Wednesday, July 17, 2013

Building a model of the Fair American

"...without a Respectable Navy, Alas America!" -Captain John Paul Jones, 17 October 1776, in a letter to Robert Morris.
I’ve had this project I’ve been working on for nearly four years now and still haven’t finished. Yes, I procrastinate, but most of the time has been spent in research.
The project is a solid hulled model of an American privateer from around 1780. The model originally belonged to my grandfather, but he died back when I was three and I have no memories of him. Since starting the project, I’ve had this weird feeling of getting to know him. Somehow doing something he would have loved to do makes me feel a little closer to him.
Now, a little background.
Fair AmericanIn 1776, when Thomas Jefferson penned the famous lines of the Declaration of Independence and the Continental Congress declared the thirteen American Colonies independent, America was at war with Britain, the greatest power on earth, in a conflict that became known as the American Revolution. America won the war in 1783 through the heroism of many American men and after a train of events that were no less then miraculous.
Some of these heroic men were the American privateersmen.
A Privateer is a ship outfitted for war with a letter-of-marque. A letter-of –marque was permission from a king or governor granted to the captain of the Privateer allowing him to take prizes and sink ships, providing they sailed under the flag of an enemy. It was simply legal piracy…in fact, in earlier days many of the renown pirates who sailed the seven seas held letters-of-marque.
Fair American
Over two thousand privateers took part in the American Revolution. They sank or captured sixteen British frigates and almost three thousand British merchant ships, contributing many supplies to the commander of the continental army, General Washington.
The Colonies founded a navy in 1775, which linked some privateers together into a more organized body, as well as adding gunboats and other small warships that were built under the supervision of Benedict Arnold. Regardless of the navy, the privateers won the glory. The number of ships that were specifically built for the navy dwindled in size from thirty-four ships to seven.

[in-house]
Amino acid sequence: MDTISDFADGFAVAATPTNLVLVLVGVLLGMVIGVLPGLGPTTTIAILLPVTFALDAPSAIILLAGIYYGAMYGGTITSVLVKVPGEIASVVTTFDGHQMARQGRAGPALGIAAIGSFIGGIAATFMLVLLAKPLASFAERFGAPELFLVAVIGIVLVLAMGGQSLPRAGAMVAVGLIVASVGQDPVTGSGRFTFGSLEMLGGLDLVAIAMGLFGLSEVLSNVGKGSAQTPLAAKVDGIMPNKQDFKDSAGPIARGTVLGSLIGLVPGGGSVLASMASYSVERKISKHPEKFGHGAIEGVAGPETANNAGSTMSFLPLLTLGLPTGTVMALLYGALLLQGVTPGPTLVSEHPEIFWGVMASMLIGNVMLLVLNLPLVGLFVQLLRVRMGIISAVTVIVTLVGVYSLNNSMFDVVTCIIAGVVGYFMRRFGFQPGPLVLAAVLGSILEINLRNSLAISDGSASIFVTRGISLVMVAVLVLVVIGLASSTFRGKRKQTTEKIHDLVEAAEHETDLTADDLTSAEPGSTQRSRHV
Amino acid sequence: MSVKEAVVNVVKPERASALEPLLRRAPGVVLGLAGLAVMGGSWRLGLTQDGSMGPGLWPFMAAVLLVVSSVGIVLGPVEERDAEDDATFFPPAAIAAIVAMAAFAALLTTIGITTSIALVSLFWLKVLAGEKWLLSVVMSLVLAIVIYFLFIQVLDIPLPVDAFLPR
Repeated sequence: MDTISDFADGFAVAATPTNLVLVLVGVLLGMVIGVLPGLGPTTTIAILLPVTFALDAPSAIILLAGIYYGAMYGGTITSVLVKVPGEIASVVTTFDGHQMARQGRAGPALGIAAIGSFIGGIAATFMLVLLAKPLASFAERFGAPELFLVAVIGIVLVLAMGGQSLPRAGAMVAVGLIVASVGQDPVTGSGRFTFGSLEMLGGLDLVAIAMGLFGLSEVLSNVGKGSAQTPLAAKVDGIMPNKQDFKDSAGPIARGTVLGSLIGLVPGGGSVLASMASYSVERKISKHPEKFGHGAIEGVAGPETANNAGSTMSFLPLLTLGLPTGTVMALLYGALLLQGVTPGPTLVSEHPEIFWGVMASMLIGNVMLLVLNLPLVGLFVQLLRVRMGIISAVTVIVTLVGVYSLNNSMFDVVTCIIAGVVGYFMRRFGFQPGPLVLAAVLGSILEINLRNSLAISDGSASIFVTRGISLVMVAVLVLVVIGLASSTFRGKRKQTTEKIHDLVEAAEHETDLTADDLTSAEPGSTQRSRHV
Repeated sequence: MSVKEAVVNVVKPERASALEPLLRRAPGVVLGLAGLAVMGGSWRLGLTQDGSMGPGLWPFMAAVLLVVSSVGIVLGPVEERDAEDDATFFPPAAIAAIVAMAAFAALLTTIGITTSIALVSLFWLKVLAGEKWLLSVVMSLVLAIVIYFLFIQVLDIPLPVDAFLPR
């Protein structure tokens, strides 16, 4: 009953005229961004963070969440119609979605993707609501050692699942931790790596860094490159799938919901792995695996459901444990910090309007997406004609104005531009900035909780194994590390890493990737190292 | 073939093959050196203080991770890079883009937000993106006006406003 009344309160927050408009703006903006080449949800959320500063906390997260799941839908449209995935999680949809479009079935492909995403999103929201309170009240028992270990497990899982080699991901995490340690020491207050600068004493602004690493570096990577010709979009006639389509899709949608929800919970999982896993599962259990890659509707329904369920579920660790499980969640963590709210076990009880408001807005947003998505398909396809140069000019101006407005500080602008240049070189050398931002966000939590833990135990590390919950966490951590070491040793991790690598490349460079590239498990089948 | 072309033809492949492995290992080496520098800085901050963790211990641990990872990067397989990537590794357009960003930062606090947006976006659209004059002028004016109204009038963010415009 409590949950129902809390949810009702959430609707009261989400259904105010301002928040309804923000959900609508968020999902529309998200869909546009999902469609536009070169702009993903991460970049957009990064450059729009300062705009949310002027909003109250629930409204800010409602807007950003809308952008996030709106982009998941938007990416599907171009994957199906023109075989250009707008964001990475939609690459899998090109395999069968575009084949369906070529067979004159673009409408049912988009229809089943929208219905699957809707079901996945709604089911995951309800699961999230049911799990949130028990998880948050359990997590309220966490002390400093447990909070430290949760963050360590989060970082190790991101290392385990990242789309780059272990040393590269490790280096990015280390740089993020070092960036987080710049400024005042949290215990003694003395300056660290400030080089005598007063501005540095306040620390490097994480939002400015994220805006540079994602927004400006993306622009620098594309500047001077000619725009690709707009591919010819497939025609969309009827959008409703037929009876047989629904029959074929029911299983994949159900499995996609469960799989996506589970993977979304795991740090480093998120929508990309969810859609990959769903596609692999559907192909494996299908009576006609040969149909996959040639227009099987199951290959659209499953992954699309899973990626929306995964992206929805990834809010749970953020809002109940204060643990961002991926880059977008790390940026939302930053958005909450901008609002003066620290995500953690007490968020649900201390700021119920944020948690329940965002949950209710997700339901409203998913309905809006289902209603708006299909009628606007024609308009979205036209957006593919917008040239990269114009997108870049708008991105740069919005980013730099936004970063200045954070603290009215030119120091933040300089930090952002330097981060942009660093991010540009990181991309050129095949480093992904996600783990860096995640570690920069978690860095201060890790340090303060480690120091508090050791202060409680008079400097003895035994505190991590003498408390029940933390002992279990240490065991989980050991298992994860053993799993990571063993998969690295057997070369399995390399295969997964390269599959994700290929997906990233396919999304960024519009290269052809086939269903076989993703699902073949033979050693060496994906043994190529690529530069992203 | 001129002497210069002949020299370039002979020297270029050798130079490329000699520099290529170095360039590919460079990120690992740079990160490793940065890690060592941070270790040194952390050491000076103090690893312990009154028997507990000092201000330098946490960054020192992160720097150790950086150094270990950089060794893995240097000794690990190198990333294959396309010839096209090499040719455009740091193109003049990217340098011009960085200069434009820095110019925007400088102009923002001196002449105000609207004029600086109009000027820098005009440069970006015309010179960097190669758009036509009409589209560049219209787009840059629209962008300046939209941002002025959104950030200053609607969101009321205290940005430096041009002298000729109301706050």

It was hardly difficult for America to start turning out well-built, efficient ships for use as privateers. By the
Fair American
time of the Revolution one third of all vessels operating for England were built in the American Colonies and from 1700-1775 the averaged size for a ship launched from American shipyards had increased from four thousand tons to thirty five thousand.
Perhaps this is why, when privateers were being built in the early years of the Revolution, they were simply armed merchant men. As the British navy moved in to patrol the coasts of America, the slow heavy privateers suffered great losses. The heavy merchant men were replaced by a new breed of privateer. 
The privateer had to fit many requirements. She had to be fast enough to overtake another vessel, or run when a larger force attempted to take her. She had to be stiff and strong to carry the great expanse of sail necessary to make her fast and she had to be a good sailor, safe and weatherly in a storm or calm.
Fair AmericanA privateer could be as small as a single masted sloop and as large as a small three masted frigate. Most were two masted brigs and schooners.
The Fair American was a brig. A brig is small, with two masts, fore and main. She is rigged with square sails. 
The Fair American had a length of sixty-eight feet and a beam of twenty-four feet. She had sixteen guns and a crew of one hundred twenty, more men then would normally be needed to man her, because some extra men were needed to man a prize.